In his novel Love in the Time of Cholera, published in 1985 and set for a probable timeframe of 1870 to 1930, Gabriel Garcia Marquez described in his skilful way a sublime relationship that transcends being labelled as sensual or platonic. As cholera ravages the countryside of their native Venezuela and dead bodies float in the muddy waters around their ship, Florentino Ariza and his now widowed old flame Fermina Daza, both septuagenarians, ply “forever” up and down the River Magdalena.
In our time, too, a great pestilence has descended upon the world.
A miniscule virus, with a diameter of 120 nanometres (or a mere 10,000th of a millimetre) – that is incapable of replicating itself without appropriating the cellular machinery of its unsuspecting host – has overwhelmed the medical facilities of the best equipped countries, shattered the prowess of economic giants, halted air, land and sea operations the world over, forced the closure of the holiest places of all three Abrahamic religions and has made a mockery of the mighty arsenals of the superpowers. This tiny lifeform has propagated all over the word in an astonishingly short interval of time and has sent shivers of fear down the spine of most human beings. It has infected every possible target from royals to politicians, clergy, sportsmen, film actors, military personnel, medics, ordinary folk, prison inmates and toddlers. No one is safe anywhere.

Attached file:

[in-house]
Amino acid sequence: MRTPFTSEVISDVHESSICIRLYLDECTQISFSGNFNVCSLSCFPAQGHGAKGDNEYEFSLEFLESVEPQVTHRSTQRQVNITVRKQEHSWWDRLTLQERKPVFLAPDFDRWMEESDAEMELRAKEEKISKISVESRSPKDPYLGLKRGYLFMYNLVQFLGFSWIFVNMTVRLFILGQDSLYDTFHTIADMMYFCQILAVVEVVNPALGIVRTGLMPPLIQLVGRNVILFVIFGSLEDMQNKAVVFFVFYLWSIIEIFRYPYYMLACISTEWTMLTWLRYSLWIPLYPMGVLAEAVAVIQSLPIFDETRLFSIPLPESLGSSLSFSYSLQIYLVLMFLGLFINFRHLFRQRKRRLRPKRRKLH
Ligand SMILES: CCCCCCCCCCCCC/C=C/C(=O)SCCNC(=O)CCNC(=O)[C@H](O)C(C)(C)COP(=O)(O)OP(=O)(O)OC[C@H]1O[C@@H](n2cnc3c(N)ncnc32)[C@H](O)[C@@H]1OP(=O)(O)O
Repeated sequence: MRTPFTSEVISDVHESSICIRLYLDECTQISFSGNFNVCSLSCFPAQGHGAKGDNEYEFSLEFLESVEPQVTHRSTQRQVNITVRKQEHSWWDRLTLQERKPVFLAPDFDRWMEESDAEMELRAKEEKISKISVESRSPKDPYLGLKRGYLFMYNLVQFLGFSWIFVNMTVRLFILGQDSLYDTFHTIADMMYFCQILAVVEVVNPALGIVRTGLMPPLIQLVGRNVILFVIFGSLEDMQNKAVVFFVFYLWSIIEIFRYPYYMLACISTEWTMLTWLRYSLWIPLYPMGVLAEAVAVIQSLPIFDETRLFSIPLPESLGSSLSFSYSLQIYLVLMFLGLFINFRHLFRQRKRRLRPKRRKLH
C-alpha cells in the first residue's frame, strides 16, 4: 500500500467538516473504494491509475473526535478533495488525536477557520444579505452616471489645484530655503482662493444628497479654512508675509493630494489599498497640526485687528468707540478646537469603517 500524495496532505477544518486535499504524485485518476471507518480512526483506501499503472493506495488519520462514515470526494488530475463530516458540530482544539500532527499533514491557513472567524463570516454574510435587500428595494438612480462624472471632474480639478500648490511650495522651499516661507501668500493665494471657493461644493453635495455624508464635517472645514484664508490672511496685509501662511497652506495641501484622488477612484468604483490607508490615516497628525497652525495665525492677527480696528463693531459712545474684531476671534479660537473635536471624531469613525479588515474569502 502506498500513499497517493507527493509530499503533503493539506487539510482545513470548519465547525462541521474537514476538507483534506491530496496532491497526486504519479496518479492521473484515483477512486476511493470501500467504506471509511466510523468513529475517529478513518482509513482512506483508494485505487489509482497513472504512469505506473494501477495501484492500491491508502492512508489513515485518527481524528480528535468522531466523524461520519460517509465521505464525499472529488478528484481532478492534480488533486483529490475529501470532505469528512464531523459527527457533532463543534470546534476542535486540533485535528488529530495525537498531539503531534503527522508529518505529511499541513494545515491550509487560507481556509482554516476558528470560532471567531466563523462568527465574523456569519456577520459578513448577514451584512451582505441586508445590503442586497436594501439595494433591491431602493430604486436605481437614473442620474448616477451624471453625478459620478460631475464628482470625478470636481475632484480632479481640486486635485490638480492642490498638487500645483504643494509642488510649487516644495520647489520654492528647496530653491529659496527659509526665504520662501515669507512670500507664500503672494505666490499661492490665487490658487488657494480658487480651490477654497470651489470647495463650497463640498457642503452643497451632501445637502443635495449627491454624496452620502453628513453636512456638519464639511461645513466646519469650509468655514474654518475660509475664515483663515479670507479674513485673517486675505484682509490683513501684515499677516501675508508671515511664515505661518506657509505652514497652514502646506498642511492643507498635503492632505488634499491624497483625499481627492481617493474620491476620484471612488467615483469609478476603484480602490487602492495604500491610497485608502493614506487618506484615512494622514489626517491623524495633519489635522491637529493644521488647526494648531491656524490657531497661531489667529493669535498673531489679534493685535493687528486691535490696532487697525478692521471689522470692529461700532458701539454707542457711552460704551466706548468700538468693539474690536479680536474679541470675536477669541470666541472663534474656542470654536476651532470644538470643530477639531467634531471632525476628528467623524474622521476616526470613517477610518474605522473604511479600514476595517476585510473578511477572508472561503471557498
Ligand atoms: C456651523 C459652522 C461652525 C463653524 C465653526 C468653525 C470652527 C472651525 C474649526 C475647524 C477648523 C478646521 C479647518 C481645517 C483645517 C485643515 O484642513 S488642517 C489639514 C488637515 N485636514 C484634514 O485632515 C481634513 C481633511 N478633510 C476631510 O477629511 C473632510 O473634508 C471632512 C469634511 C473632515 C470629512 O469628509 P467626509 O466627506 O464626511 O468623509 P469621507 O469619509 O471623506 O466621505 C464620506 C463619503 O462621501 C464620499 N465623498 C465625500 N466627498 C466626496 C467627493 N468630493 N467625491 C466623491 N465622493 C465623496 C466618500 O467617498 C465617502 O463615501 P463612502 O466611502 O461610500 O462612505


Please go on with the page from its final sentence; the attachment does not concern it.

Nothing, it seems, has changed except the speed with which information flows now
Pestilence, much like any other adversity, strongly influences human behaviour. It brings out the best and the worst depending upon whether one is guided by a sense of common destiny or by the fears of the unknown – with far more falling in the latter category. With self-survival at stake, instincts of “survival of the fittest” are unleashed.
Fear tests our souls.
There are some who let go the hand of a loved one to save their own life in fast-flowing river. There are others who jump in the same waters to save a drowning person and end up losing their own life too.